Published on 08 September 2006
The archives of the world’s libraries and museums are filled with little seen and under appreciated treasures, but few objects are as exquisite and unknown as the paintings of fishes and invertebrates made by Isaac Johannes Lamotius on the tiny Indian Ocean island of Mauritius and in the Moluccas in the late 17th century. Alone and isolated from a former intellectual life in Holland, and burdened with the nearly impossible task of governing a small but rather unruly band of Dutch colonists, Lamotius consoled himself by studying the then unknown flora and fauna of the island. During his governorship, and for some time afterward when he was exiled to the island of Rosengain in the Banda Archipelago, he devoted his spare time to drawing and painting aquatic animals, primarily marine fishes. Although he probably produced much more, all that has survived to the present day is a set of 250 colored drawings, the complete collection of which is reproduced here for the first time. Hidden in the recesses of the now Central Library of the National Museum of Natural History, Paris, the paintings shown here were brought to light by Georges Cuvier in the early 19th century but identified with Lamotius only in 1959, when one of the authors made a detailed comparative study of this work and several related sets of drawings that formed the basis of a number of 18th-century natural history publications. These images are vastly superior to any contemporary effort. For many species, the drawings represent the first human record of their existence; the scientific accuracy is such that nearly all can be readily identified with currently recognized species and are provided with collecting data. Together the drawings represent the earliest known description of the marine zoology of Mauritius and, for that matter, one of the earliest such studies of the fishes and marine invertebrates of any Indo-west Pacific locality. With scientific and historical comments, these images come to life after having been essentially lost from public view for more than three centuries.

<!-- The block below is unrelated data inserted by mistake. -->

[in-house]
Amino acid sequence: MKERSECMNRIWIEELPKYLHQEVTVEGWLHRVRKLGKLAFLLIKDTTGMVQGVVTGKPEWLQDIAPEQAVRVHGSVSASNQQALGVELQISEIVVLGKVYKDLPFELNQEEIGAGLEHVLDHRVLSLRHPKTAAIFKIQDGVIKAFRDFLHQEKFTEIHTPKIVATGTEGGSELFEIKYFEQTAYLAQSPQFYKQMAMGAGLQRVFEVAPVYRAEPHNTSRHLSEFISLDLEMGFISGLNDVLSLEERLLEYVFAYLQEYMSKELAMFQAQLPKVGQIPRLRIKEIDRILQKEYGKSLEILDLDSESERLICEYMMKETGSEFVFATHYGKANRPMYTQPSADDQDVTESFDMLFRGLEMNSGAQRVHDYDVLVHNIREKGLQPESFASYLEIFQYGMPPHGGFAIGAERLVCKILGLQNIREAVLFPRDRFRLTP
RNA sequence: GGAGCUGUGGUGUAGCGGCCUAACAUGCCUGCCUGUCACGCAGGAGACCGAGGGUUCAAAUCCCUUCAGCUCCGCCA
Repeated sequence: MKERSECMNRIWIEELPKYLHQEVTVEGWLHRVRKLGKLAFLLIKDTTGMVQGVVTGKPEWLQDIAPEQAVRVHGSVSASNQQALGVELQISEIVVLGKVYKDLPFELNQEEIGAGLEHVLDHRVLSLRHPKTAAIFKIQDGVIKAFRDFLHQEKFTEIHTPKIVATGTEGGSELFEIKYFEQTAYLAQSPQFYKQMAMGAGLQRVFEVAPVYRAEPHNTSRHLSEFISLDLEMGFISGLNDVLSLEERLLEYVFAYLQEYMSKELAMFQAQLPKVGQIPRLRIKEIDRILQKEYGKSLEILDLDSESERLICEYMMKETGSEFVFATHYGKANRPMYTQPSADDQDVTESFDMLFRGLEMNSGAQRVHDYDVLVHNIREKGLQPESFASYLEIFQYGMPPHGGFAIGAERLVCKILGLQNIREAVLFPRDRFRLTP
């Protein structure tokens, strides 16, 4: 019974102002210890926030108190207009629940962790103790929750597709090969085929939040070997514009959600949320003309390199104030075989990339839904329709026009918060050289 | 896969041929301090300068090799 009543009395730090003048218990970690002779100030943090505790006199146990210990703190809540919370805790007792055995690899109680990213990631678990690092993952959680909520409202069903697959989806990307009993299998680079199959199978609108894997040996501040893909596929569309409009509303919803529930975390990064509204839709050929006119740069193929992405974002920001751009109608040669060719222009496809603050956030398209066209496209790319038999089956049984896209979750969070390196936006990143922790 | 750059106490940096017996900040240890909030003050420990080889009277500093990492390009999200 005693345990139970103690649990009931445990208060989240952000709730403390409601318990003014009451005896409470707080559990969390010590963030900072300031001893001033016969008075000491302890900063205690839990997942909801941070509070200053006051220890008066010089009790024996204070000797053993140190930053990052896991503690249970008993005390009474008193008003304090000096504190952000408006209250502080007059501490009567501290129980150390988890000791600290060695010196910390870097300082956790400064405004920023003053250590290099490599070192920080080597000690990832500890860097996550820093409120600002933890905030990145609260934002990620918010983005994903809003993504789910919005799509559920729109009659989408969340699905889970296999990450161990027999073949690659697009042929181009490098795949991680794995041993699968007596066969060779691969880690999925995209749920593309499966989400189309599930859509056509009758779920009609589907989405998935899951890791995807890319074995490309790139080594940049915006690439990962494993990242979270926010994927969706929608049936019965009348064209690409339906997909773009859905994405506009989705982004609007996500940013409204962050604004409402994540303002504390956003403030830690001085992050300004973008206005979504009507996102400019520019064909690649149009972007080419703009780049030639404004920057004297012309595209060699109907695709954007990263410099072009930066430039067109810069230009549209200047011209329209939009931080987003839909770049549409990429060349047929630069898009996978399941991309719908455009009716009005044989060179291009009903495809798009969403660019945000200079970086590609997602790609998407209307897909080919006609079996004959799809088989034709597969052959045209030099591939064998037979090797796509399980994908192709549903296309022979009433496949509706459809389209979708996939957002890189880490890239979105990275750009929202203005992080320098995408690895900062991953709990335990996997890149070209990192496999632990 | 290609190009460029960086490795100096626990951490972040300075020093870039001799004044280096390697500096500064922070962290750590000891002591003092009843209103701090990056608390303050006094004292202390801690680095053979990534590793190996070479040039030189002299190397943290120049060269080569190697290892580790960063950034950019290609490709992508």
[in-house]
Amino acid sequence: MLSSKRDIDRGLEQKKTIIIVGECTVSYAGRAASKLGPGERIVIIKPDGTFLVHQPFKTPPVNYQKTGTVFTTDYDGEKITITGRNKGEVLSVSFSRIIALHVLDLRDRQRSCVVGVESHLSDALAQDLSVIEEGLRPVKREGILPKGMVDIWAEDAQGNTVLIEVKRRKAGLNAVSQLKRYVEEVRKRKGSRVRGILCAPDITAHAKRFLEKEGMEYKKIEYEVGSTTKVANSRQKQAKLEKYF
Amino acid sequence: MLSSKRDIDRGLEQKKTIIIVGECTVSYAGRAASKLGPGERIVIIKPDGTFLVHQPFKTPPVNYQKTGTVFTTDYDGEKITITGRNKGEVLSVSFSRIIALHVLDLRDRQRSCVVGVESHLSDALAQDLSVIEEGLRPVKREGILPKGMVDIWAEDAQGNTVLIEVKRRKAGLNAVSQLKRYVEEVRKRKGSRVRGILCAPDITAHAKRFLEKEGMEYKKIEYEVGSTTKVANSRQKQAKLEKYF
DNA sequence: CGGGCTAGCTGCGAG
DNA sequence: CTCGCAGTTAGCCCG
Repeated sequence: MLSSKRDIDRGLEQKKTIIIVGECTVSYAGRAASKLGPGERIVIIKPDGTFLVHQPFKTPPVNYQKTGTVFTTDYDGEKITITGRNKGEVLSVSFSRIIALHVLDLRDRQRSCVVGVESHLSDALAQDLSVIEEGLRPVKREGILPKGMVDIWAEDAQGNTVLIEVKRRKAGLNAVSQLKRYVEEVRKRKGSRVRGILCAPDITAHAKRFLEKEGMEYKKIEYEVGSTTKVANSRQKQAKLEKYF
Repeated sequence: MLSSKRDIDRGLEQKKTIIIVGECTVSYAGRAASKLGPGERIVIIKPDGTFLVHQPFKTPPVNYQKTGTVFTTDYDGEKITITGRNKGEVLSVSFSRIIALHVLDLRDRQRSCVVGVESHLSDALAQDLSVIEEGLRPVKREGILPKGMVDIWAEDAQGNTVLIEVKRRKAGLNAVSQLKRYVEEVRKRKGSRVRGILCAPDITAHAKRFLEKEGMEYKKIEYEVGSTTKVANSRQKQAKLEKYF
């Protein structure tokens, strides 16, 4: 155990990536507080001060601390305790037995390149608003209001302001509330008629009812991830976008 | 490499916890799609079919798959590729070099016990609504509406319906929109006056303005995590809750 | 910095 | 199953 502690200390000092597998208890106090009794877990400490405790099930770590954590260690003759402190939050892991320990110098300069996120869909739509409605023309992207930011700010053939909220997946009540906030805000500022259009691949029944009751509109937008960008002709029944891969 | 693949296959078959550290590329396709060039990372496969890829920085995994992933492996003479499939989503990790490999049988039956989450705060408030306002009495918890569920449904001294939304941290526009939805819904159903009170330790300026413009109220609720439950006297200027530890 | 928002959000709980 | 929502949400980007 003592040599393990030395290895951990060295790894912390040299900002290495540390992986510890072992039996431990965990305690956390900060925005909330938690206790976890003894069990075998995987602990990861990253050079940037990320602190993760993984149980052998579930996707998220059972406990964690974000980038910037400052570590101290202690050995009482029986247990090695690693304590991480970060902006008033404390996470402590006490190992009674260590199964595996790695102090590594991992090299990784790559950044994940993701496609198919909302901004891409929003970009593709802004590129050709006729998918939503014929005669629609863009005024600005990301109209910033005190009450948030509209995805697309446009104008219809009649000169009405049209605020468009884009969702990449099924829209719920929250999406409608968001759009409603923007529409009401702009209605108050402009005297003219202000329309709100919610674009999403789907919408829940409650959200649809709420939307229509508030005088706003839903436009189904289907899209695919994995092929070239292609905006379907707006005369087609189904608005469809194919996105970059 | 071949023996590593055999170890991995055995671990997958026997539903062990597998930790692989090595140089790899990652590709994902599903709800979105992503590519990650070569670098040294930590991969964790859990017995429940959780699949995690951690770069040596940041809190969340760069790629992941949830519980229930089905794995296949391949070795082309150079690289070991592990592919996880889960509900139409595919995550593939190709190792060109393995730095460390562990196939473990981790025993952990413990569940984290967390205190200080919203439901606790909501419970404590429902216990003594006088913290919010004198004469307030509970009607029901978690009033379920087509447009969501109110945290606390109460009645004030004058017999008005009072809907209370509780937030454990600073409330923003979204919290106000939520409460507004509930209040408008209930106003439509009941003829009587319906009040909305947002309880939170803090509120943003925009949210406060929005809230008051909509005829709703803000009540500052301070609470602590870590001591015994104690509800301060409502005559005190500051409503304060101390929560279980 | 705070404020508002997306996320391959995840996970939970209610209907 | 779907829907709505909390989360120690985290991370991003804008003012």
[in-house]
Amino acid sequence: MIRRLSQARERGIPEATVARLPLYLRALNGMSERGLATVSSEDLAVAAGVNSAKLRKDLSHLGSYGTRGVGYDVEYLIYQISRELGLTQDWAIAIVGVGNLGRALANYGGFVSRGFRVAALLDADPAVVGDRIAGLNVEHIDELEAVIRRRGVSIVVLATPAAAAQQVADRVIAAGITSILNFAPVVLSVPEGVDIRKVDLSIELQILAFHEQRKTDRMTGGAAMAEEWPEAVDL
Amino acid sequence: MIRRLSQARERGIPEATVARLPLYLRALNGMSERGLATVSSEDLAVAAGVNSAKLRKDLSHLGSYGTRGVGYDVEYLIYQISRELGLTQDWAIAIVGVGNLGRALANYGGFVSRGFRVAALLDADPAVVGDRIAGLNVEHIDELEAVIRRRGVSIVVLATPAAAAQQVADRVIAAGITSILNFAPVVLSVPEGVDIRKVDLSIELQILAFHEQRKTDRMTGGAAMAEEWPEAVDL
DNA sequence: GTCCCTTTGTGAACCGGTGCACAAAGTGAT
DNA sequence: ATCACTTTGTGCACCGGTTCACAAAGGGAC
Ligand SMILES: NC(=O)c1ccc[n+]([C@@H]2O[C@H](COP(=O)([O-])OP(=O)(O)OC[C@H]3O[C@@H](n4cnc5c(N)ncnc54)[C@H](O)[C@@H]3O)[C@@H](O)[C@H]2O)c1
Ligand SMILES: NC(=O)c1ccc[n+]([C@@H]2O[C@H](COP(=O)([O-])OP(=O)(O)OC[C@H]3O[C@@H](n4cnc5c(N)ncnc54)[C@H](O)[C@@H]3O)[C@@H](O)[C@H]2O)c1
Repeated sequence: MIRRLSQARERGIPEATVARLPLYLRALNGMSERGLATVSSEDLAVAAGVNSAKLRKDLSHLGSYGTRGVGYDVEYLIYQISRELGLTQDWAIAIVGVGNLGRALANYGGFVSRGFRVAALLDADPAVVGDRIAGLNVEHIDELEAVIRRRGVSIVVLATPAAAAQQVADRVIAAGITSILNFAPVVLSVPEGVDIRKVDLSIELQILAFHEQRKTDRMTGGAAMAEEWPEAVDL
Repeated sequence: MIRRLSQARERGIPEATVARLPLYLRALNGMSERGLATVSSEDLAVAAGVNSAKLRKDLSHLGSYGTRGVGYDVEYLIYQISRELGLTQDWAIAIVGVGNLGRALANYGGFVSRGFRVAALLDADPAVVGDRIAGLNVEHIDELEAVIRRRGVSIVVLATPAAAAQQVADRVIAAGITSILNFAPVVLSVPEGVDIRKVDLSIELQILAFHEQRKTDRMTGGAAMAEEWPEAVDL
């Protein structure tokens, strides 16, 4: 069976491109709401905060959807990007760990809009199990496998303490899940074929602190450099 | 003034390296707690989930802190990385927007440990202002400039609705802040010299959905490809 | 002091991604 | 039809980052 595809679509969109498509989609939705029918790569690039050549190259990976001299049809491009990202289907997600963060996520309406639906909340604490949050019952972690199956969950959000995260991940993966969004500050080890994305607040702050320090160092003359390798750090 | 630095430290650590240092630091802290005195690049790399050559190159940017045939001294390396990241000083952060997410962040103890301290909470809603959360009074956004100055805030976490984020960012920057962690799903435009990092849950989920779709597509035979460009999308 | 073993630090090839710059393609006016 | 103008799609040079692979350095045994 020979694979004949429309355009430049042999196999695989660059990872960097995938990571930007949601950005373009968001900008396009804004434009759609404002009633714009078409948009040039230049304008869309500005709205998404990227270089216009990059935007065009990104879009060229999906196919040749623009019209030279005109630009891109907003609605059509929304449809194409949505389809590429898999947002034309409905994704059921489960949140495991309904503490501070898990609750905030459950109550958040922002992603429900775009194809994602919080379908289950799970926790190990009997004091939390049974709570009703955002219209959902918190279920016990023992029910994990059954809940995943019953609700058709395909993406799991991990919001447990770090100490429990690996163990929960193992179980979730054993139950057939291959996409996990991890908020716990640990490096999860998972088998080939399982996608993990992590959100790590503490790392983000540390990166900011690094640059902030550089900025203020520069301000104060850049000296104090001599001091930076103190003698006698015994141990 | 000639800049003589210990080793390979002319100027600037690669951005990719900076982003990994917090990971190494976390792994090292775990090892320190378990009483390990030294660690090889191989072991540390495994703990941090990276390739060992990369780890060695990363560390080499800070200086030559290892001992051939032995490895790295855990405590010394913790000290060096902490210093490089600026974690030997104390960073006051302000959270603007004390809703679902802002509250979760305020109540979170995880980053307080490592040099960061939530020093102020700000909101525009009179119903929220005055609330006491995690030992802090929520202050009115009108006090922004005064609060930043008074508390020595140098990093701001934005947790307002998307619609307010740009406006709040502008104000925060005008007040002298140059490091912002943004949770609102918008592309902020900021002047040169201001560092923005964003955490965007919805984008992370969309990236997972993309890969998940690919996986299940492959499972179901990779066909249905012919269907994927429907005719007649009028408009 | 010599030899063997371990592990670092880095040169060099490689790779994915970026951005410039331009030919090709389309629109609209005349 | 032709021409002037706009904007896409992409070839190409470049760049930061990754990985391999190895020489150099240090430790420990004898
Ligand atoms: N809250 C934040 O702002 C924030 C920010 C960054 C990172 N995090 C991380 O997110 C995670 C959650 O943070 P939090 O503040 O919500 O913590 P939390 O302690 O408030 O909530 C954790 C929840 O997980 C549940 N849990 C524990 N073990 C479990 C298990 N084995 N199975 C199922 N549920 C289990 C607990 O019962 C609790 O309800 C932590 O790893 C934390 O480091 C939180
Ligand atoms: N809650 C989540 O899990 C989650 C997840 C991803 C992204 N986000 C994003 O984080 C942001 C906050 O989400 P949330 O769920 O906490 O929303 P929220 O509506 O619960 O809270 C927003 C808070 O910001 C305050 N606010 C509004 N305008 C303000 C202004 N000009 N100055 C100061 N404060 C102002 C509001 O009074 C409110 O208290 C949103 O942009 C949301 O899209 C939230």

Lipke Bijdeley Holthuis was born 21 April 1921 in Probolinggo, E. Java, Indonesia. He studied biology at the National University in Leiden, The Netherlands, obtaining his Ph.D. in 1946. From 1941 until his retirement in 1986, he was staff member at the National Museum of Natural History, Leiden, being in charge of the collection of Invertebrates and after 1950 also of that of the Crustacea. His main interest is in the Macrurous Decapod Crustacea, but other groups also have his attention. After his retirement he still visits the Museum regularly. Theodore W. Pietsch is professor and curator of fishes in the School of Aquatic and Fishery Sciences, and Burke Museum of Natural History and Culture, at the University of Washington in Seattle. His primary interests are in marine ichthyology, especially the biosystematics, zoogeography, and reproductive biology of deep-sea fishes. He has also published extensively in the history of ichthyology and the history of science in general. Among the latter are works on Georges Cuvier, Louis Renard and Charles Plumier; and on the history of natural history collection-building.